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Guest Adverse Yawn

When to transition from A/T to manual throttles on Big Iron ?

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I have been wondering at what altitude I should optimally transition from using the AT on an AP-coupled approach to using manual throttle adjustment on large jets like the 747-400 and 767 prior to touchdown. I am particularly keen to get this right when approaching in heavy gusting winds. I have tried turning the AP off at 500' AGL and having AT on all the way down to about 100' AGL; and also tried switching AT off at 1000' to 1500' AGL and turning off the AP between those altitudes and down to 500 AGL. I do not know however whether my procedures are realistic.Any advice appreciated, thanks.JS

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you might want to have them go all the way to about touchdown or 10-20 feet above, and disengage them to hit the reverserspersonally i try to use manual throttles all the way in, its so much fun and gets to me to really learn how the airplanes react

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In the real world most pilots get rid of the auto throttles once they turn off the autopilot. Autothrottles are great and they work very well when the autopilot and the aircraft are doing the work. Newer systems work much better than some of the older systems where computer memory and air data computers are less capable. In our MD-88's in gusty conditions the autothrottles tend to chase the airspeed so we turn them off and can get a better more even response doing it manually. I think most autothrottle systems I have seen tend to chase airpeed when it gets turbulent or very gusty and when you are manual you tend to be able to smooth out the changes where the autothrottles seem to make too large of a correction these condtions. I usually turn them off on our MD-88's when I take over manually on final approcah prior to dropping the landing gear as I want to control the power as I see fit with config changes and pitch changes. I can do a smoother and faster job than the autothrottles can. When we are doing a coupled approach to CAT 3 conditions the autothrottles are required. They need to be off on any other approach prior to touchdown and that is a limitation. Otherwise thier os no real "rule" if you will about thier use. Whatever level of automation you choose to use is up to you. As a side note, during low vis approaches such as CAT 2/3 there is rarely much wind or crosswind and we have fairly strict limits for these due to autothrottle use during these conditions.Hornit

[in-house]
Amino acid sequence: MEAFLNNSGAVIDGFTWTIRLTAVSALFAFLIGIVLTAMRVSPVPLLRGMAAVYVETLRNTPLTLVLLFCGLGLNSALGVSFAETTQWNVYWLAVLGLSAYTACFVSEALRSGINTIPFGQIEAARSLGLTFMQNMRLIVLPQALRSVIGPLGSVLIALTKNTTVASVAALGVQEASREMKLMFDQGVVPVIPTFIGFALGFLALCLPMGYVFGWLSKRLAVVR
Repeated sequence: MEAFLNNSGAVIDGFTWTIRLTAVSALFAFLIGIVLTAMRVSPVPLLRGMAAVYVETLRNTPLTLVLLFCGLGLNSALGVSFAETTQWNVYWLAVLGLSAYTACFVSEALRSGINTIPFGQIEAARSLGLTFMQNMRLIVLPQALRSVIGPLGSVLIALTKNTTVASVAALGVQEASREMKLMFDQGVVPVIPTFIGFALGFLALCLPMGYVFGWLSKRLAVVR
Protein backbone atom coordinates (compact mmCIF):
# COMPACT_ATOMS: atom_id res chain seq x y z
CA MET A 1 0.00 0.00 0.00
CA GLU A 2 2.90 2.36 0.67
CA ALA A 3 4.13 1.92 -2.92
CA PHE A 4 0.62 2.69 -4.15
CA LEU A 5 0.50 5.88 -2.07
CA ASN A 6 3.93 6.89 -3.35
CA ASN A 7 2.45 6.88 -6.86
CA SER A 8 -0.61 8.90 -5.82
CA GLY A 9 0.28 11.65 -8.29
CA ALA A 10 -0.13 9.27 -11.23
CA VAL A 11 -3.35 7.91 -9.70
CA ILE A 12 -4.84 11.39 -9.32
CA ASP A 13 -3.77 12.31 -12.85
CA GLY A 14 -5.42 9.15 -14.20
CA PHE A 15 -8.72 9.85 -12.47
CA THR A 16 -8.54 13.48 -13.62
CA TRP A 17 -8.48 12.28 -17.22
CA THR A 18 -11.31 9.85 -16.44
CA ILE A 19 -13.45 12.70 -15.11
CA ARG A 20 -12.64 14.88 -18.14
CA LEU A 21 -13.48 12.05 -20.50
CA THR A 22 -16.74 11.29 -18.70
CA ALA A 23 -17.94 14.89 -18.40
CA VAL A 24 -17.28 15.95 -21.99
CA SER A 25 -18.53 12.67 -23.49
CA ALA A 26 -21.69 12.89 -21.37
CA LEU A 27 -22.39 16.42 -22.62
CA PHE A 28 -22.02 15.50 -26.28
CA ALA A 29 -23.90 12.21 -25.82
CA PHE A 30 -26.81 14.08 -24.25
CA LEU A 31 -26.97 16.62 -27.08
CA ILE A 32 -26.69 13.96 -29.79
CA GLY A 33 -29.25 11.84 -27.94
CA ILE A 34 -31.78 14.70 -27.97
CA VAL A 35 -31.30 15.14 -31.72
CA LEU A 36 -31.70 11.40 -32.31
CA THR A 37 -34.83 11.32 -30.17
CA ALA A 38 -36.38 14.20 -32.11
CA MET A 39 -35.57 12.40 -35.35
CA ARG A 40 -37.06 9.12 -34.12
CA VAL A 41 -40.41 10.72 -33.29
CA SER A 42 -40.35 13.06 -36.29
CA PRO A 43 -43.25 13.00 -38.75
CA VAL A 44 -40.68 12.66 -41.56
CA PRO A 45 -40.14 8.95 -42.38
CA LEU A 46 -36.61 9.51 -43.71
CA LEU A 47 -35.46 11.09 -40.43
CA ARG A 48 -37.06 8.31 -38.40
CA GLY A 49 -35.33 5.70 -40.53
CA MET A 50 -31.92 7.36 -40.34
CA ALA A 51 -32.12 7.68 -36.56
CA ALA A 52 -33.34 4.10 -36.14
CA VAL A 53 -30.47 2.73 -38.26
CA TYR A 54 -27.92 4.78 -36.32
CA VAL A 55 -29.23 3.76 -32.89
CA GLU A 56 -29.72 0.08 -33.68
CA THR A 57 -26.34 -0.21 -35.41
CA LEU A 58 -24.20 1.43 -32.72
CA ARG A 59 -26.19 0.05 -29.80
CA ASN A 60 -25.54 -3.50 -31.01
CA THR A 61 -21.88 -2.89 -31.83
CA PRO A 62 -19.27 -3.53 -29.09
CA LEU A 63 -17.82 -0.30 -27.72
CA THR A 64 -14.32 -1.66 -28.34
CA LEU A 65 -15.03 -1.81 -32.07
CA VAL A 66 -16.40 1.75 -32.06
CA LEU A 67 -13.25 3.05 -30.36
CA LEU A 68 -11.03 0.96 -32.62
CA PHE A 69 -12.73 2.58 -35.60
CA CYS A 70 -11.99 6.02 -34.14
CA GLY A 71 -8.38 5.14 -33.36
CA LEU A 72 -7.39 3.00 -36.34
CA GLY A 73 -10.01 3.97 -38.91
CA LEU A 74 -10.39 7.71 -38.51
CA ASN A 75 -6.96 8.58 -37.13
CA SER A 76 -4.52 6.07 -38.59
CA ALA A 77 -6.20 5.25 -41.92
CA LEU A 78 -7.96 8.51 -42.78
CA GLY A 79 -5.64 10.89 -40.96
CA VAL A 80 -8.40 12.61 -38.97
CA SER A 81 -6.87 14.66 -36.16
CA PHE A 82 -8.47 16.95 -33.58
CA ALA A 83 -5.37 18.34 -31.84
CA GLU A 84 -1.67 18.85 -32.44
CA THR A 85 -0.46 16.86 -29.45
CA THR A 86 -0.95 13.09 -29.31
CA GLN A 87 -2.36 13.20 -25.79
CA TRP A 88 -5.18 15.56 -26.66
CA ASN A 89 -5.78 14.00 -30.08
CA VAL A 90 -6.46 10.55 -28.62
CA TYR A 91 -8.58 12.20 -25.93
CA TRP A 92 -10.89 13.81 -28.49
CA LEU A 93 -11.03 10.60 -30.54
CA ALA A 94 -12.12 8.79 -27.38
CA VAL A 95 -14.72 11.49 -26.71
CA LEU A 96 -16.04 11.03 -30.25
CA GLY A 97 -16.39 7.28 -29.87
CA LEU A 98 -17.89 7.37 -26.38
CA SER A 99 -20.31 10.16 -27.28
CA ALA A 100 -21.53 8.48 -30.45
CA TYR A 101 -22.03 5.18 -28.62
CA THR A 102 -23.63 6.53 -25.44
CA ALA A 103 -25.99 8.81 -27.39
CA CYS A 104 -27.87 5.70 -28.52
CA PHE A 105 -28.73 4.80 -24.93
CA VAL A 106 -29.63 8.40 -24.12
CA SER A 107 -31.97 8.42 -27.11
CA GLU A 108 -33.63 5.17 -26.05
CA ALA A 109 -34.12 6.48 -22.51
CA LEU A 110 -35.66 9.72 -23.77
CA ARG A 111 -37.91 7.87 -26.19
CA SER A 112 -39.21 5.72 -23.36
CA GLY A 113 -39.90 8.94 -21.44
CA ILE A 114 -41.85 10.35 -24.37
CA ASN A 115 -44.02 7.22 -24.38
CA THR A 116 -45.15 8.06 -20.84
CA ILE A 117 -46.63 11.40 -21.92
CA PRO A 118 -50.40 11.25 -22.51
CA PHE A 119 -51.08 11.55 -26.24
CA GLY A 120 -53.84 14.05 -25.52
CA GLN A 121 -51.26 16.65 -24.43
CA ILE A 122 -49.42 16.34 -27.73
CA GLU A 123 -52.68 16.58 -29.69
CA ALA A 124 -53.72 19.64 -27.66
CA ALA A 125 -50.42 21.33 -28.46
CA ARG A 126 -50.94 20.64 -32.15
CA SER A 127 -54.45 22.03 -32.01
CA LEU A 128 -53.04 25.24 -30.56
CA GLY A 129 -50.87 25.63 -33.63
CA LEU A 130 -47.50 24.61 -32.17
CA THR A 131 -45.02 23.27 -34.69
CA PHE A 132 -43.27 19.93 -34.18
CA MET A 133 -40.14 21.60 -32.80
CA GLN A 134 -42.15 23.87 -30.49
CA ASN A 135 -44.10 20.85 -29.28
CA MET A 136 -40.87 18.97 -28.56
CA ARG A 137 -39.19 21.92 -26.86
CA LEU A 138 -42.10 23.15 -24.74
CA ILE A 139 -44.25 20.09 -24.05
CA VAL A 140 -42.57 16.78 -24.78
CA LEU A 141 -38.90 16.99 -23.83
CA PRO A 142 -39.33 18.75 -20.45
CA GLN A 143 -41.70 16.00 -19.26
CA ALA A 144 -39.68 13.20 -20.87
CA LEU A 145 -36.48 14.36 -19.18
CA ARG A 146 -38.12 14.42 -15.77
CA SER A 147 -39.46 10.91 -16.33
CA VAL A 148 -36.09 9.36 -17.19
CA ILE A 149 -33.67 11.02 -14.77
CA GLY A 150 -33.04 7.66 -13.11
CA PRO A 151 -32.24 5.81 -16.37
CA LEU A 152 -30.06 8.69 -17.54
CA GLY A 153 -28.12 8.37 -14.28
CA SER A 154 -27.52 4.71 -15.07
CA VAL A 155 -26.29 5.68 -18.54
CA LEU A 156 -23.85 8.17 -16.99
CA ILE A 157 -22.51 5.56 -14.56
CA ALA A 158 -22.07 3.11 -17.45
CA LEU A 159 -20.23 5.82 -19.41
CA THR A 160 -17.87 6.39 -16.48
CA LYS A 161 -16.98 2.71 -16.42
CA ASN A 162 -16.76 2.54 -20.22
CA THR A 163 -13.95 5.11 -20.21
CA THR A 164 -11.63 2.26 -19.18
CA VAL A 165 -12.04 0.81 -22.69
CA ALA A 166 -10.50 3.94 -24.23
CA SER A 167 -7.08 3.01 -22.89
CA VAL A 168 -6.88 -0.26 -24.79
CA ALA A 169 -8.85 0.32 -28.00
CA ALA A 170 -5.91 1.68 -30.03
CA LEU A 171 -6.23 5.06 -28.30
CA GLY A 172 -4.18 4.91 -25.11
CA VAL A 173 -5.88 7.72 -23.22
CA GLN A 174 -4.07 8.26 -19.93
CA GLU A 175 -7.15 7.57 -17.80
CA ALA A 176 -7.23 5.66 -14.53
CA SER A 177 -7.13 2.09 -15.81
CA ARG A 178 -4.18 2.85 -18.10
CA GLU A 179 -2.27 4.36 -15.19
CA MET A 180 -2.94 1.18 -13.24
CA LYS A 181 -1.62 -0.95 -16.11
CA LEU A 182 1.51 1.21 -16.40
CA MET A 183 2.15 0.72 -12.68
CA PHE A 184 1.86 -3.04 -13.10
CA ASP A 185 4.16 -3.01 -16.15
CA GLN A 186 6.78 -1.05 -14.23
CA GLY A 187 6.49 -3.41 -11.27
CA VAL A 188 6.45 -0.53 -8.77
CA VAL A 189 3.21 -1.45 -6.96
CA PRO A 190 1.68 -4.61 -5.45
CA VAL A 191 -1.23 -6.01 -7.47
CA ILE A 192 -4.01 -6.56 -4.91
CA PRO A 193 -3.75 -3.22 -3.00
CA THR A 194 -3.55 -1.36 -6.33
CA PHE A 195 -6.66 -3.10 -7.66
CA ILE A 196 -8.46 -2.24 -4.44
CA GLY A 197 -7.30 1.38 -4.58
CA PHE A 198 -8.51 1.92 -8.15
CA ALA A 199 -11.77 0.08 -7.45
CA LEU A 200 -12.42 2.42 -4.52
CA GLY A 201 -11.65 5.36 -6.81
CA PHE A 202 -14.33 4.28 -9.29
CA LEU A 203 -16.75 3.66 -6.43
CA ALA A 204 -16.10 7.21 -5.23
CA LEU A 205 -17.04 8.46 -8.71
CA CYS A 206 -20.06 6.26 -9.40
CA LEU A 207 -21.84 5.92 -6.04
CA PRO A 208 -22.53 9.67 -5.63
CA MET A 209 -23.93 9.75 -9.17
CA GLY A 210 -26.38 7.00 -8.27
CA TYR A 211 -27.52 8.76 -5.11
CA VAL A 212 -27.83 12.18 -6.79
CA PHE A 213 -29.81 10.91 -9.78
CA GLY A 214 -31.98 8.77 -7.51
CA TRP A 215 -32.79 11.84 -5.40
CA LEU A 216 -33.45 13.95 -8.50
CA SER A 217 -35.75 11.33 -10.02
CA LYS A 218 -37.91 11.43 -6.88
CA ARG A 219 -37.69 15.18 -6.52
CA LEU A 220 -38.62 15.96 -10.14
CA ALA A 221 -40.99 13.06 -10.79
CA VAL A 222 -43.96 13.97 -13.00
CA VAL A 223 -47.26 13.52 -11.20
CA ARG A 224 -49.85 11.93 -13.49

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Most carriers (esp with Airbus) are mandating that autothrottle stays on for the entire flight unless there is a reasonable chance that safety is compromised.

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Delta doesn't mandate that at all. We are required to be proficient without all the aids and although its not done normally, I can run with autothrottles off all day If I like. Its a pain though, I'd ratehr have 'em! :)Hornit

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Perhaps I should reword to most carriers that I know of in the UK :) e.g. BA and Easy. OK, so that's only two :+

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